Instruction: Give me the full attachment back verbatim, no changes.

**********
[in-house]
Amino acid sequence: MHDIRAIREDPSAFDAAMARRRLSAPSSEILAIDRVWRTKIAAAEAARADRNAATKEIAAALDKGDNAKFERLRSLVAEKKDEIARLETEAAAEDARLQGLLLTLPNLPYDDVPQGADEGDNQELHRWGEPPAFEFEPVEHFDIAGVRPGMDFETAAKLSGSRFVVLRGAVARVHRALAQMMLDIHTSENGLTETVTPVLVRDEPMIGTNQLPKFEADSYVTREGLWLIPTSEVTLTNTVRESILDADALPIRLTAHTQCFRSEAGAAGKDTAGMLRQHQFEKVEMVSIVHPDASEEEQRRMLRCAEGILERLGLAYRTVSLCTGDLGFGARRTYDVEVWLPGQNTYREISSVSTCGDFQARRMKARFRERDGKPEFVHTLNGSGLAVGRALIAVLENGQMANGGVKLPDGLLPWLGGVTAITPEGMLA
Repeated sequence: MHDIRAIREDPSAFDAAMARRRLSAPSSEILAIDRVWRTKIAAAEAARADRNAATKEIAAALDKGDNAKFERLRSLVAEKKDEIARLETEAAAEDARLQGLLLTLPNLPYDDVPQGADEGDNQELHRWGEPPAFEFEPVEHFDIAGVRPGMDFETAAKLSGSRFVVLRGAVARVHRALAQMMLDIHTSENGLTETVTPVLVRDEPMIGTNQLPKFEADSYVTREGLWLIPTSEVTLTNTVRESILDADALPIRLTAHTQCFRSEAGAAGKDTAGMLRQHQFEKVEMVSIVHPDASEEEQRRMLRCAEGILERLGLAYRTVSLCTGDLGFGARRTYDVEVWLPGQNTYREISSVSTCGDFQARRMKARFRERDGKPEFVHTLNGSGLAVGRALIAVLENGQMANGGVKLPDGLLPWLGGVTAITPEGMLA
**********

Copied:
[in-house]
Amino acid sequence: MHDIRAIREDPSAFDAAMARRRLSAPSSEILAIDRVWRTKIAAAEAARADRNAATKEIAAALDKGDNAKFERLRSLVAEKKDEIARLETEAAAEDARLQGLLLTLPNLPYDDVPQGADEGDNQELHRWGEPPAFEFEPVEHFDIAGVRPGMDFETAAKLSGSRFVVLRGAVARVHRALAQMMLDIHTSENGLTETVTPVLVRDEPMIGTNQLPKFEADSYVTREGLWLIPTSEVTLTNTVRESILDADALPIRLTAHTQCFRSEAGAAGKDTAGMLRQHQFEKVEMVSIVHPDASEEEQRRMLRCAEGILERLGLAYRTVSLCTGDLGFGARRTYDVEVWLPGQNTYREISSVSTCGDFQARRMKARFRERDGKPEFVHTLNGSGLAVGRALIAVLENGQMANGGVKLPDGLLPWLGGVTAITPEGMLA
Repeated sequence: MHDIRAIREDPSAFDAAMARRRLSAPSSEILAIDRVWRTKIAAAEAARADRNAATKEIAAALDKGDNAKFERLRSLVAEKKDEIARLETEAAAEDARLQGLLLTLPNLPYDDVPQGADEGDNQELHRWGEPPAFEFEPVEHFDIAGVRPGMDFETAAKLSGSRFVVLRGAVARVHRALAQMMLDIHTSENGLTETVTPVLVRDEPMIGTNQLPKFEADSYVTREGLWLIPTSEVTLTNTVRESILDADALPIRLTAHTQCFRSEAGAAGKDTAGMLRQHQFEKVEMVSIVHPDASEEEQRRMLRCAEGILERLGLAYRTVSLCTGDLGFGARRTYDVEVWLPGQNTYREISSVSTCGDFQARRMKARFRERDGKPEFVHTLNGSGLAVGRALIAVLENGQMANGGVKLPDGLLPWLGGVTAITPEGMLA